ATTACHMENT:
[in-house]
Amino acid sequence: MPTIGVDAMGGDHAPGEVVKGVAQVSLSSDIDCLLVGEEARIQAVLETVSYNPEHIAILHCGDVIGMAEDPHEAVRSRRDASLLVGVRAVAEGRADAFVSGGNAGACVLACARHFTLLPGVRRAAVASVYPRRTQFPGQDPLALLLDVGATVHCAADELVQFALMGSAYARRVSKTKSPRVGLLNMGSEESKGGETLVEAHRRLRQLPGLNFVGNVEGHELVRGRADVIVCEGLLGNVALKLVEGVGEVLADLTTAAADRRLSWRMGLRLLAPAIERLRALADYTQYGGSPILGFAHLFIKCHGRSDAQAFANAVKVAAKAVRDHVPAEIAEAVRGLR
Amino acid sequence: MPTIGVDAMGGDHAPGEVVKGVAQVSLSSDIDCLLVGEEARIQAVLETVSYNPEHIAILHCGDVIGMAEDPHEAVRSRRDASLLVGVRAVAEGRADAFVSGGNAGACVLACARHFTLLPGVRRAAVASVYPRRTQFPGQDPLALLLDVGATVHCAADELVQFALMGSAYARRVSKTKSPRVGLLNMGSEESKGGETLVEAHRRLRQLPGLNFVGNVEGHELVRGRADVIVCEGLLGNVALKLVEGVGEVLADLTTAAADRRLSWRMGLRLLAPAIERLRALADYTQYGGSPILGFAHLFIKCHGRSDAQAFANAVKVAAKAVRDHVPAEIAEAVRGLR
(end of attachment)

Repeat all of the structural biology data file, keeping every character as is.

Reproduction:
[in-house]
Amino acid sequence: MPTIGVDAMGGDHAPGEVVKGVAQVSLSSDIDCLLVGEEARIQAVLETVSYNPEHIAILHCGDVIGMAEDPHEAVRSRRDASLLVGVRAVAEGRADAFVSGGNAGACVLACARHFTLLPGVRRAAVASVYPRRTQFPGQDPLALLLDVGATVHCAADELVQFALMGSAYARRVSKTKSPRVGLLNMGSEESKGGETLVEAHRRLRQLPGLNFVGNVEGHELVRGRADVIVCEGLLGNVALKLVEGVGEVLADLTTAAADRRLSWRMGLRLLAPAIERLRALADYTQYGGSPILGFAHLFIKCHGRSDAQAFANAVKVAAKAVRDHVPAEIAEAVRGLR
Amino acid sequence: MPTIGVDAMGGDHAPGEVVKGVAQVSLSSDIDCLLVGEEARIQAVLETVSYNPEHIAILHCGDVIGMAEDPHEAVRSRRDASLLVGVRAVAEGRADAFVSGGNAGACVLACARHFTLLPGVRRAAVASVYPRRTQFPGQDPLALLLDVGATVHCAADELVQFALMGSAYARRVSKTKSPRVGLLNMGSEESKGGETLVEAHRRLRQLPGLNFVGNVEGHELVRGRADVIVCEGLLGNVALKLVEGVGEVLADLTTAAADRRLSWRMGLRLLAPAIERLRALADYTQYGGSPILGFAHLFIKCHGRSDAQAFANAVKVAAKAVRDHVPAEIAEAVRGLR